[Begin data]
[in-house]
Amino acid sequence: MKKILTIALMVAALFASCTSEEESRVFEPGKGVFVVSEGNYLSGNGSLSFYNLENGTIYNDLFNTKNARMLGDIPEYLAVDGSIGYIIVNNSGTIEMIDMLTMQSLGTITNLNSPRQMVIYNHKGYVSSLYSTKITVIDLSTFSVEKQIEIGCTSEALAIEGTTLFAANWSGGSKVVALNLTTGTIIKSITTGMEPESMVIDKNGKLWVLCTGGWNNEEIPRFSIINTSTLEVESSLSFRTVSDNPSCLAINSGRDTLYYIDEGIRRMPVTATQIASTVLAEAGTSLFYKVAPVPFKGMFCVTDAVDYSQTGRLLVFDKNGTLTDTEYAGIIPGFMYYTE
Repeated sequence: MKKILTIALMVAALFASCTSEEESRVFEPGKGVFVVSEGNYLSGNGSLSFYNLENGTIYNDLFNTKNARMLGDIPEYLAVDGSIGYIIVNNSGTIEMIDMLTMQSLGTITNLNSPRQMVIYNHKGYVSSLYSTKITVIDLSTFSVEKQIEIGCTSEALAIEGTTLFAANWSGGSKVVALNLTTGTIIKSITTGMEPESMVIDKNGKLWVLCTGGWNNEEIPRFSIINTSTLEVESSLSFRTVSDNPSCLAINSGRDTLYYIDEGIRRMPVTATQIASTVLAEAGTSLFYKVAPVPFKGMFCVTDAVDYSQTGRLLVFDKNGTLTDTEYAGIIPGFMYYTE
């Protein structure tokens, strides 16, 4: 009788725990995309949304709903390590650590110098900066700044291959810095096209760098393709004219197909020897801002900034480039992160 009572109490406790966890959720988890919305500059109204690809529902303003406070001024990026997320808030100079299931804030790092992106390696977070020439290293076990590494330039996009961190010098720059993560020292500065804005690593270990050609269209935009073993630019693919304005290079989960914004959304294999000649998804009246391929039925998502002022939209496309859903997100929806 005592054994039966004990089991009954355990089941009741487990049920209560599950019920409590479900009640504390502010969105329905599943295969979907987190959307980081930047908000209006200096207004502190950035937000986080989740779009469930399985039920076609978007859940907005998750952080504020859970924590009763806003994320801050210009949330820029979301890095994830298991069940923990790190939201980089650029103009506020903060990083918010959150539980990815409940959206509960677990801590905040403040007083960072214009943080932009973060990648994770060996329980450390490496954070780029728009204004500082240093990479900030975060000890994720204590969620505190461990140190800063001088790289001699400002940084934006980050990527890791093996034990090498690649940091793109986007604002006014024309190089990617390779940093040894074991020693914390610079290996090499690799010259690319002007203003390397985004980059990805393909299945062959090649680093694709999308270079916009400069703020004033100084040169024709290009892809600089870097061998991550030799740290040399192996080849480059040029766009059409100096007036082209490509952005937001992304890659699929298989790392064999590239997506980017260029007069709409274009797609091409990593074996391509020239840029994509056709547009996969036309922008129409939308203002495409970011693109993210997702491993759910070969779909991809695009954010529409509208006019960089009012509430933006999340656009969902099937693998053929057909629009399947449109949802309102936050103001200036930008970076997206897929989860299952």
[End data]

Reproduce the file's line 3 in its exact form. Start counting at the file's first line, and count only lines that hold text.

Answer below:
Repeated sequence: MKKILTIALMVAALFASCTSEEESRVFEPGKGVFVVSEGNYLSGNGSLSFYNLENGTIYNDLFNTKNARMLGDIPEYLAVDGSIGYIIVNNSGTIEMIDMLTMQSLGTITNLNSPRQMVIYNHKGYVSSLYSTKITVIDLSTFSVEKQIEIGCTSEALAIEGTTLFAANWSGGSKVVALNLTTGTIIKSITTGMEPESMVIDKNGKLWVLCTGGWNNEEIPRFSIINTSTLEVESSLSFRTVSDNPSCLAINSGRDTLYYIDEGIRRMPVTATQIASTVLAEAGTSLFYKVAPVPFKGMFCVTDAVDYSQTGRLLVFDKNGTLTDTEYAGIIPGFMYYTE